Doorothea Lange FSA Photograph. Memphis workers crossing the river to work the fields in Arkansas. LOC.

Great deal for corporations! The proposed legislation works to entice the return of overseas profits. But if the money comes home, what will corporations do with the windfall revenues that they were unable to do before?

Think carefully: labor costs (and their global differences!) will still be the same. Sales are not enhanced by returned profits–and neither are domestic investments, which can still be made from domestic revenues. Costs are not cut by returned profits. The incoming revenues might be used for dividends, but it’s highly unlikely. The one likely benefit, albeit unmentioned, is to increase the salaries and bonuses of bosses and managers!

CEOs scream about US corporate taxes, but no matter their home office location, they will not abandon US markets. They simply want to abandon US tax obligations; they frame the argument, as the article does, as an issue of fair share.

Is it “fair share” when companies that make the most seek in the US by comparison to other countries seek to pay the least? While they seek a premium on their stock price, they see no reason to fund the structures of location, labor, education, infrastructure, work ethic, government and law and product demand that are inextricably connected to their success.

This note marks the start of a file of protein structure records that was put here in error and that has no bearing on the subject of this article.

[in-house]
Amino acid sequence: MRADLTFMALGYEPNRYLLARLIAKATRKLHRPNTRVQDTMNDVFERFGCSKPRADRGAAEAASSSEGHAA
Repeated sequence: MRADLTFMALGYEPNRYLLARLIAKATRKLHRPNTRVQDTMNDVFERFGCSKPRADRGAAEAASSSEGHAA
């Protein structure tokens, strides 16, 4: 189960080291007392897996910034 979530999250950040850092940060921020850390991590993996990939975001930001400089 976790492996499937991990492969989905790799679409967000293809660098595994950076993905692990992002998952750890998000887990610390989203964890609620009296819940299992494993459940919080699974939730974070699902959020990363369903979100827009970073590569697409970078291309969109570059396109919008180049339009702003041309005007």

So bring the money home and bloat the bottom line. May then all will see “fair share” looks and acts, more and more, like “greed” adding returns to the rich–whose real argument about US taxes is something is better than nothing!

In Old England, the returns of the proposed plan, a fleecing similar to the legerdemain of rogue bands of English pickpockets was called “bunce.” Corporations are simply after the bunce.

How to Stop Turning U.S. Corporations Into Tax Exiles – The New York Times http://nyti.ms/1V9Aun9


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